While not intended to be comprehensive, this is a general timeline that depicts, in chronological order, the history of fashion photography.
1911-Edward Steichen‘s photos of several gowns appear in Art et Decoration. For the first time in a publication, the images are more than simple reference photos for an illustrator to copy. The intent of these images is to evoke mood.
Mario Testino China issue
George Hoynengen-Huene becomes chief of photography at Vogue Paris in 1925. Prior to this he worked as Horst P. Horst’s assistant. He moved to New York and began working for Harper’s Bazaar in 1933.
Cecil Beaton-starts working at Vogue magazine in 1927
Horst P. Horst begins working at Vogue in Paris in 1931.
Martin Munkacsi, a Hungarian photographer, starts working for the Berliner Illustrate Zeitung in Berlin in 1928. Renowned for his action sports photography he shot fashion as well and was a major influence in both fields. Both Henri Cartier-Bresson and Richard Avedon were influenced by Munkacsi’s work.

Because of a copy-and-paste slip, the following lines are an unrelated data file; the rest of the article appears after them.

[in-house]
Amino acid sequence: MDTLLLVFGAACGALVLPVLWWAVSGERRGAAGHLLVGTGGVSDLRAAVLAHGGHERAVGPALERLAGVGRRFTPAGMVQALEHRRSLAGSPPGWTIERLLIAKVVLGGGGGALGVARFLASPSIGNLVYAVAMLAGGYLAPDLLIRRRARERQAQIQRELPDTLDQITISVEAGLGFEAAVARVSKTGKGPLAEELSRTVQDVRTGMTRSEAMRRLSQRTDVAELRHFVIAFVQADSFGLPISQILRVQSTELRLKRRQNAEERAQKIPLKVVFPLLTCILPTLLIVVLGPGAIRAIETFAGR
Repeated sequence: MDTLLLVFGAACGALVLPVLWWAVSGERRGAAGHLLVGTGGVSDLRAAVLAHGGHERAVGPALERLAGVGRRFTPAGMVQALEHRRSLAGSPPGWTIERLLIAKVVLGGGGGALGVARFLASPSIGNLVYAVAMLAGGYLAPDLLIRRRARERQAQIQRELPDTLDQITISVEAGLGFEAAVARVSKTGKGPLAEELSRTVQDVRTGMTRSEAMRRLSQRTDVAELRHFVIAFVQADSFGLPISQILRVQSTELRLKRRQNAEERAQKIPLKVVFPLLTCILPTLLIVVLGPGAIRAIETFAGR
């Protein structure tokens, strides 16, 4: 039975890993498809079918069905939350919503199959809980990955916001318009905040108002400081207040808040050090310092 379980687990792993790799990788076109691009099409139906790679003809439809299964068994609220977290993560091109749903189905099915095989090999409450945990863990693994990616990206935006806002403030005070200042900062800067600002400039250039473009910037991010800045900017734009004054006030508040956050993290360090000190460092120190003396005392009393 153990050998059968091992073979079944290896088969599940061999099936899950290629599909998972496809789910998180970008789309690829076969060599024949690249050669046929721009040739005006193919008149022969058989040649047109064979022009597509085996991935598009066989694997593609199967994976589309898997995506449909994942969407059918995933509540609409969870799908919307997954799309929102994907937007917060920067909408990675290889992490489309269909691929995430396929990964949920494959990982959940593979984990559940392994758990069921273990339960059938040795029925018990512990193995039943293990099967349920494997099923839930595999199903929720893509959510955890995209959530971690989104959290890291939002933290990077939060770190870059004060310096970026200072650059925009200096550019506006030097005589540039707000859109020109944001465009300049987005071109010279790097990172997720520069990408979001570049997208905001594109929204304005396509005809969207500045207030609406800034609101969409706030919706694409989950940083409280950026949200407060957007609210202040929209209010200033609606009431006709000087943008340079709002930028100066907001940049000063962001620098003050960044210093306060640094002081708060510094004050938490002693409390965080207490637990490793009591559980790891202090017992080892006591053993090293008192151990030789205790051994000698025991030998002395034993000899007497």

Munkasci’s 1933 image of Lucile Brokaw running along the beach for Harper’s Bazaar was revolutionary in that it took fashion photography out of the studio and into the outdoors.
Alexy Brodovich becomes art director at Harper’s Bazaar in 1934.
Alexy Brodovich, the art director at Harper’s Bazaar was a major influence on the work of photographers Richard Avedon, Irving Penn, Hiro and dozens of designers who studied under him at the Pennsylvania Museum School of Industrial Art, known today as the University of the Arts where he launched the school’s advertising design program in 1930.
At Harper’s Bazaar Brodovich forever changed the role of the art director. He not only initiated story ideas for the magazine, he collaborated with photographers and was present and fully engaged on set at shoots.
Louise Dahl-Wolfe is hired by Harper’s Bazaar editor Carmel Snow in 1936. In 1957 Snow left the magazine and both Brodovich and Dahl-Wolfe followed in 1958. Dahl-Wolfe was a major influence on Richard Avedon, who said, “She was the bar we all measured ourselves against.”
Irving Penn is hired as assistant art director at Vogue magazine in 1943.
After a two-year stint in the U.S. Merchant Marine 22-year-old Richard Avedon is hired by Harper’s Bazaar editor Carmel Snow in 1945. The second world war is over and Avedon, greatly influenced by Munkasci and Brodovich, revolutionizes fashion photography by bringing a much livelier and modern look to his photographs.
The Yves Saint Laurent smoking suit for women was shot by Helmut Newton on a street in his Paris neighborhood in 1975 for Vogue magazine.